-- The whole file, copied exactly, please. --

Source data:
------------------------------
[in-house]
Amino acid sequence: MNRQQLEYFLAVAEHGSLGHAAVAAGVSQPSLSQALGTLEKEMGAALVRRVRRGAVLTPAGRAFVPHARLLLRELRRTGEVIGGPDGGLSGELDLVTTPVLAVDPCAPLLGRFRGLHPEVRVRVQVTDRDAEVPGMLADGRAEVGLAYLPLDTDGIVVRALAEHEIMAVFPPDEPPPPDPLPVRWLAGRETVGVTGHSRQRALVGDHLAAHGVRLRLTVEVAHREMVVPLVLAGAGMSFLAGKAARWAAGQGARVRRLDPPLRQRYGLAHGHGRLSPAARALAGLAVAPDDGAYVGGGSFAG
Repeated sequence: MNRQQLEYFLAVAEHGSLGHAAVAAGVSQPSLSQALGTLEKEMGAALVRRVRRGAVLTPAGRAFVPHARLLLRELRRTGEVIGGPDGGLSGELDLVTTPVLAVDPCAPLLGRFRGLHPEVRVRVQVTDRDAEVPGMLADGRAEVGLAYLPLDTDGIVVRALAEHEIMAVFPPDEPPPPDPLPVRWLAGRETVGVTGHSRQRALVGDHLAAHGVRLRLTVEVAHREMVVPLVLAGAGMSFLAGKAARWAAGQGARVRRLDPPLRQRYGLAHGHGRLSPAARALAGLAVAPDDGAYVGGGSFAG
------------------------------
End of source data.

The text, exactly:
[in-house]
Amino acid sequence: MNRQQLEYFLAVAEHGSLGHAAVAAGVSQPSLSQALGTLEKEMGAALVRRVRRGAVLTPAGRAFVPHARLLLRELRRTGEVIGGPDGGLSGELDLVTTPVLAVDPCAPLLGRFRGLHPEVRVRVQVTDRDAEVPGMLADGRAEVGLAYLPLDTDGIVVRALAEHEIMAVFPPDEPPPPDPLPVRWLAGRETVGVTGHSRQRALVGDHLAAHGVRLRLTVEVAHREMVVPLVLAGAGMSFLAGKAARWAAGQGARVRRLDPPLRQRYGLAHGHGRLSPAARALAGLAVAPDDGAYVGGGSFAG
Repeated sequence: MNRQQLEYFLAVAEHGSLGHAAVAAGVSQPSLSQALGTLEKEMGAALVRRVRRGAVLTPAGRAFVPHARLLLRELRRTGEVIGGPDGGLSGELDLVTTPVLAVDPCAPLLGRFRGLHPEVRVRVQVTDRDAEVPGMLADGRAEVGLAYLPLDTDGIVVRALAEHEIMAVFPPDEPPPPDPLPVRWLAGRETVGVTGHSRQRALVGDHLAAHGVRLRLTVEVAHREMVVPLVLAGAGMSFLAGKAARWAAGQGARVRRLDPPLRQRYGLAHGHGRLSPAARALAGLAVAPDDGAYVGGGSFAG